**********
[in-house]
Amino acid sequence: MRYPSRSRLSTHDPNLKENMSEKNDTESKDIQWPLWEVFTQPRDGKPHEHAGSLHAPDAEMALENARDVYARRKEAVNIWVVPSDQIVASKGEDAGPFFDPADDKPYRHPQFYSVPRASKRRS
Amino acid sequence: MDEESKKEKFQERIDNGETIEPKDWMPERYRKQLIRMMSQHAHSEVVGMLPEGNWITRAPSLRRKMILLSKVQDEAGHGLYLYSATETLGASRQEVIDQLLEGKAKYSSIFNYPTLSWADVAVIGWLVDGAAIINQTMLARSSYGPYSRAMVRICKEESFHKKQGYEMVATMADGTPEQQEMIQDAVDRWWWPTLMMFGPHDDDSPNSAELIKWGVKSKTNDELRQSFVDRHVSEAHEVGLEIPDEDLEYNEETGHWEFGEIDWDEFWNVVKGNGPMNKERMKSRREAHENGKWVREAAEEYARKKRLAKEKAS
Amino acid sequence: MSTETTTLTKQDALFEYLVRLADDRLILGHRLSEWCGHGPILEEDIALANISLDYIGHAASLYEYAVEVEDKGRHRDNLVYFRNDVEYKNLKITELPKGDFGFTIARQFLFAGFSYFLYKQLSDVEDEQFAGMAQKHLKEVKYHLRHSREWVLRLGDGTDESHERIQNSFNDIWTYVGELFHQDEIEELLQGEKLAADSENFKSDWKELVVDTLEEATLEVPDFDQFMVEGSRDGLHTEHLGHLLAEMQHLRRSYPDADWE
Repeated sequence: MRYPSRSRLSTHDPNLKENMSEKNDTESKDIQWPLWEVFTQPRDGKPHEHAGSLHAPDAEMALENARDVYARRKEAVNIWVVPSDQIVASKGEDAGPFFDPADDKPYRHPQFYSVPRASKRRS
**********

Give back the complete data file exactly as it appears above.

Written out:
[in-house]
Amino acid sequence: MRYPSRSRLSTHDPNLKENMSEKNDTESKDIQWPLWEVFTQPRDGKPHEHAGSLHAPDAEMALENARDVYARRKEAVNIWVVPSDQIVASKGEDAGPFFDPADDKPYRHPQFYSVPRASKRRS
Amino acid sequence: MDEESKKEKFQERIDNGETIEPKDWMPERYRKQLIRMMSQHAHSEVVGMLPEGNWITRAPSLRRKMILLSKVQDEAGHGLYLYSATETLGASRQEVIDQLLEGKAKYSSIFNYPTLSWADVAVIGWLVDGAAIINQTMLARSSYGPYSRAMVRICKEESFHKKQGYEMVATMADGTPEQQEMIQDAVDRWWWPTLMMFGPHDDDSPNSAELIKWGVKSKTNDELRQSFVDRHVSEAHEVGLEIPDEDLEYNEETGHWEFGEIDWDEFWNVVKGNGPMNKERMKSRREAHENGKWVREAAEEYARKKRLAKEKAS
Amino acid sequence: MSTETTTLTKQDALFEYLVRLADDRLILGHRLSEWCGHGPILEEDIALANISLDYIGHAASLYEYAVEVEDKGRHRDNLVYFRNDVEYKNLKITELPKGDFGFTIARQFLFAGFSYFLYKQLSDVEDEQFAGMAQKHLKEVKYHLRHSREWVLRLGDGTDESHERIQNSFNDIWTYVGELFHQDEIEELLQGEKLAADSENFKSDWKELVVDTLEEATLEVPDFDQFMVEGSRDGLHTEHLGHLLAEMQHLRRSYPDADWE
Repeated sequence: MRYPSRSRLSTHDPNLKENMSEKNDTESKDIQWPLWEVFTQPRDGKPHEHAGSLHAPDAEMALENARDVYARRKEAVNIWVVPSDQIVASKGEDAGPFFDPADDKPYRHPQFYSVPRASKRRS